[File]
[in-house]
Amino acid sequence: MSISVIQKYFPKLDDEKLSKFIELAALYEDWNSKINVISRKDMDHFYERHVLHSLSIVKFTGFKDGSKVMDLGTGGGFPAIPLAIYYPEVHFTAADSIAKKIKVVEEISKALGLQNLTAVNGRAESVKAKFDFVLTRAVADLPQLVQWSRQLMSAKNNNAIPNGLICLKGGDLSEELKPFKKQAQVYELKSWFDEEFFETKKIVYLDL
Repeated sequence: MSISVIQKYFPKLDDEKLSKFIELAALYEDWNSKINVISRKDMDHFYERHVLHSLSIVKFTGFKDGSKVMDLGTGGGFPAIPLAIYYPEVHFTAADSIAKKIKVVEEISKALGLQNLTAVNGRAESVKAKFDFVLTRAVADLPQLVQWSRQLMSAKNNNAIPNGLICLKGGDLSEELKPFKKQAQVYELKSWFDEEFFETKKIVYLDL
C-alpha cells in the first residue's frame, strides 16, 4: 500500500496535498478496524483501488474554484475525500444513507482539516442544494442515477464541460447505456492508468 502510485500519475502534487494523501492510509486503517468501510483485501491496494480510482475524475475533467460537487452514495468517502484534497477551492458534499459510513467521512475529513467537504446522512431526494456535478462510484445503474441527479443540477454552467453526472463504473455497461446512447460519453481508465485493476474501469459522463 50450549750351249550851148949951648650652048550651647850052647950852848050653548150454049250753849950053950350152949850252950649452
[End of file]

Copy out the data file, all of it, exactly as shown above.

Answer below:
[in-house]
Amino acid sequence: MSISVIQKYFPKLDDEKLSKFIELAALYEDWNSKINVISRKDMDHFYERHVLHSLSIVKFTGFKDGSKVMDLGTGGGFPAIPLAIYYPEVHFTAADSIAKKIKVVEEISKALGLQNLTAVNGRAESVKAKFDFVLTRAVADLPQLVQWSRQLMSAKNNNAIPNGLICLKGGDLSEELKPFKKQAQVYELKSWFDEEFFETKKIVYLDL
Repeated sequence: MSISVIQKYFPKLDDEKLSKFIELAALYEDWNSKINVISRKDMDHFYERHVLHSLSIVKFTGFKDGSKVMDLGTGGGFPAIPLAIYYPEVHFTAADSIAKKIKVVEEISKALGLQNLTAVNGRAESVKAKFDFVLTRAVADLPQLVQWSRQLMSAKNNNAIPNGLICLKGGDLSEELKPFKKQAQVYELKSWFDEEFFETKKIVYLDL
C-alpha cells in the first residue's frame, strides 16, 4: 500500500496535498478496524483501488474554484475525500444513507482539516442544494442515477464541460447505456492508468 502510485500519475502534487494523501492510509486503517468501510483485501491496494480510482475524475475533467460537487452514495468517502484534497477551492458534499459510513467521512475529513467537504446522512431526494456535478462510484445503474441527479443540477454552467453526472463504473455497461446512447460519453481508465485493476474501469459522463 50450549750351249550851148949951648650652048550651647850052647950852848050653548150454049250753849950053950350152949850252950649452